Since the passing of Associate Justice Antonin Scalia we’ve been debating the future of the Second Amendment as cases are heard either by an eight person bench or one newly filled by a potential Obama nominee. We may have the beginning of an answer to the first scenario in that question now that the court has ruled on a gun ban in Massachusetts. The catch here is that it was a ban on stun guns. (The Hill)
The Supreme Court overturned a controversial stun gun ban on Monday, even as it allowed the Obama administration to block firearms from government buildings…
In the first case, the justices unanimously upended a Massachusetts stun gun ban, calling it unconstitutional.
“While less popular than handguns, stun guns are widely owned and accepted as a legitimate means of self-defense across the country,” Justice Samuel Alito wrote. “Massachusetts’ categorical ban of such weapons therefore violates the Second Amendment.”
Right off the bat I’ll express my amazement that the court managed to come to a unanimous ruling on any case that involved the word gun. Perhaps there’s a sliver of hope for the future after all. But even though the technology of firearms has changed significantly since the time of the founders, would they have really looked at a Taser and though of it as “arms” in the conventional sense once they figured out how electricity works? All such weapons at that time were obviously devices which fired projectiles of some sort through the use of gunpowder. In some sense you might even think of a cannon as a “gun” for purposes of this discussion, though nobody has suggested we all have cannons in recent times. (Or at least to my knowledge.)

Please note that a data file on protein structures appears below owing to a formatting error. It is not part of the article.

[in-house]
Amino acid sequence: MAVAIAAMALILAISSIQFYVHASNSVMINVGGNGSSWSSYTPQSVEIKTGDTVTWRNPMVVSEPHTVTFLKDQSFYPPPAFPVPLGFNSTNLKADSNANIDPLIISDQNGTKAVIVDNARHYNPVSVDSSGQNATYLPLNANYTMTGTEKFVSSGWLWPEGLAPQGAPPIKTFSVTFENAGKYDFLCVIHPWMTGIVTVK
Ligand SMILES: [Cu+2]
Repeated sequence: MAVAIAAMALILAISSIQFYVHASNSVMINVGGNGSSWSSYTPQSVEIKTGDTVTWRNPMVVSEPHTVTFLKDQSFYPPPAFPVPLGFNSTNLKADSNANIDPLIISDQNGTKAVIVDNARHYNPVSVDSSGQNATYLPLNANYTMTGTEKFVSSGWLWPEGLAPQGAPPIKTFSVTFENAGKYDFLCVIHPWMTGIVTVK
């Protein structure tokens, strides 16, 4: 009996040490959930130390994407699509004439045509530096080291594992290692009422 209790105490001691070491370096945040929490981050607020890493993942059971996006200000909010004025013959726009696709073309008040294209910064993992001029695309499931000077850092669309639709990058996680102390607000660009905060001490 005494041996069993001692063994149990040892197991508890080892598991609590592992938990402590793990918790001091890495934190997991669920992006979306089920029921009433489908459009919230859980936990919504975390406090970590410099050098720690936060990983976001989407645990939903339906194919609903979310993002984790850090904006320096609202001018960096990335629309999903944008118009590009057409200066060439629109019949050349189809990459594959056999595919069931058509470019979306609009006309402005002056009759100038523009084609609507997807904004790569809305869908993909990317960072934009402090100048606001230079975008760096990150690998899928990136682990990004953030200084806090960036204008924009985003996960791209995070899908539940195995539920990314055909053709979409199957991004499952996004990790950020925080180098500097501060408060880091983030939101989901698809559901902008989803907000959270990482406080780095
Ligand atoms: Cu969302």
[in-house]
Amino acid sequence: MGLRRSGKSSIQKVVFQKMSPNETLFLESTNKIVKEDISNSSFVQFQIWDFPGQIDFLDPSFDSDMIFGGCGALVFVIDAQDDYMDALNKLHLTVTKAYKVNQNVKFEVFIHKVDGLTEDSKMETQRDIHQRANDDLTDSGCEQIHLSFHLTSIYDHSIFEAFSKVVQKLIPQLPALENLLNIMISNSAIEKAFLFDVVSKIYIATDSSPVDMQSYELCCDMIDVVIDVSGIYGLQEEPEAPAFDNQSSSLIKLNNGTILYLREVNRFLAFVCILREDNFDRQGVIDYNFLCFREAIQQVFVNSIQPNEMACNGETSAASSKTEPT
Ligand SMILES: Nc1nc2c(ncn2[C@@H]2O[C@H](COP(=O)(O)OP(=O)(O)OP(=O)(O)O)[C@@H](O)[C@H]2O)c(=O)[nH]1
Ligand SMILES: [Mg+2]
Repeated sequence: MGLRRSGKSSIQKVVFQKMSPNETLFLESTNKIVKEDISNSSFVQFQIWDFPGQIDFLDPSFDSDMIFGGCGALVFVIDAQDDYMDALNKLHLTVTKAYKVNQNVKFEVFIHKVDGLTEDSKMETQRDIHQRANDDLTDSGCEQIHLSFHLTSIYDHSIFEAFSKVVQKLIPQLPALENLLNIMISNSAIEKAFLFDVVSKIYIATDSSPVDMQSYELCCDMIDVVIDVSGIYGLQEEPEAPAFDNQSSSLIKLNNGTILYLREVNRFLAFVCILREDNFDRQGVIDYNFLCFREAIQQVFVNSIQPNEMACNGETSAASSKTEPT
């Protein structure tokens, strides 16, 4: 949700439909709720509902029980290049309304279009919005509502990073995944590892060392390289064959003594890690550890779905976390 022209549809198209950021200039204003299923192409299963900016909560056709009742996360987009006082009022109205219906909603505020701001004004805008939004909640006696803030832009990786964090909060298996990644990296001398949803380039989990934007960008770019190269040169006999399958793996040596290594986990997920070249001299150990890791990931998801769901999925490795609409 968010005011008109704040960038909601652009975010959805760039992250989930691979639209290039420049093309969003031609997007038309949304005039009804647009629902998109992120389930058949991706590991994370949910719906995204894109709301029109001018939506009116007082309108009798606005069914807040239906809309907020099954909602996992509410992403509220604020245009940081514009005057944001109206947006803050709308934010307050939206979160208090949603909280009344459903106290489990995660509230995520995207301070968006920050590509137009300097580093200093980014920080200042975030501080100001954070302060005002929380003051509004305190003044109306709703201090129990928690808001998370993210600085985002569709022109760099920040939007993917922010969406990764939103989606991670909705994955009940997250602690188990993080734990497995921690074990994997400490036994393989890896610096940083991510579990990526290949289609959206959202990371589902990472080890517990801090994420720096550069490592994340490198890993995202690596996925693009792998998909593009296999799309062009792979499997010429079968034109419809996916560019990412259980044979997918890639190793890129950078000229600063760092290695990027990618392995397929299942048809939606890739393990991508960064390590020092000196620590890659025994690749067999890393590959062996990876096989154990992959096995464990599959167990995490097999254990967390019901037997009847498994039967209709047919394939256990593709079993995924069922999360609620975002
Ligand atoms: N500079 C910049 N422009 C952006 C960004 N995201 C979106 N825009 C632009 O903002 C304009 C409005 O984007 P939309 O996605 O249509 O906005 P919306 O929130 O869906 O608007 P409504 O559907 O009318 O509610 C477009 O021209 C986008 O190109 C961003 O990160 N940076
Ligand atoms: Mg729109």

A stun gun is certainly a weapon, but is it a gun? The fact that you have to be in hand to hand combat range to use the simple models or at least within the range of the electrical wires and tethers for police models would seem to imply that it’s more of a melee weapon, or at least something in the same class as a bow and arrow. They’re also not generally considered to be terribly lethal unless you have a dodgy ticker.
Still, as I said above, the four liberal justices actually found a path to agree that the states couldn’t ban one type of weapon so the day isn’t a total loss. The second case (which they refused to hear) dealt with a ban on weapons inside federal buildings… in this case, the Post Office. That one isn’t a general ban on ownership, but rather a location specific restriction so I won’t read too much into at this point.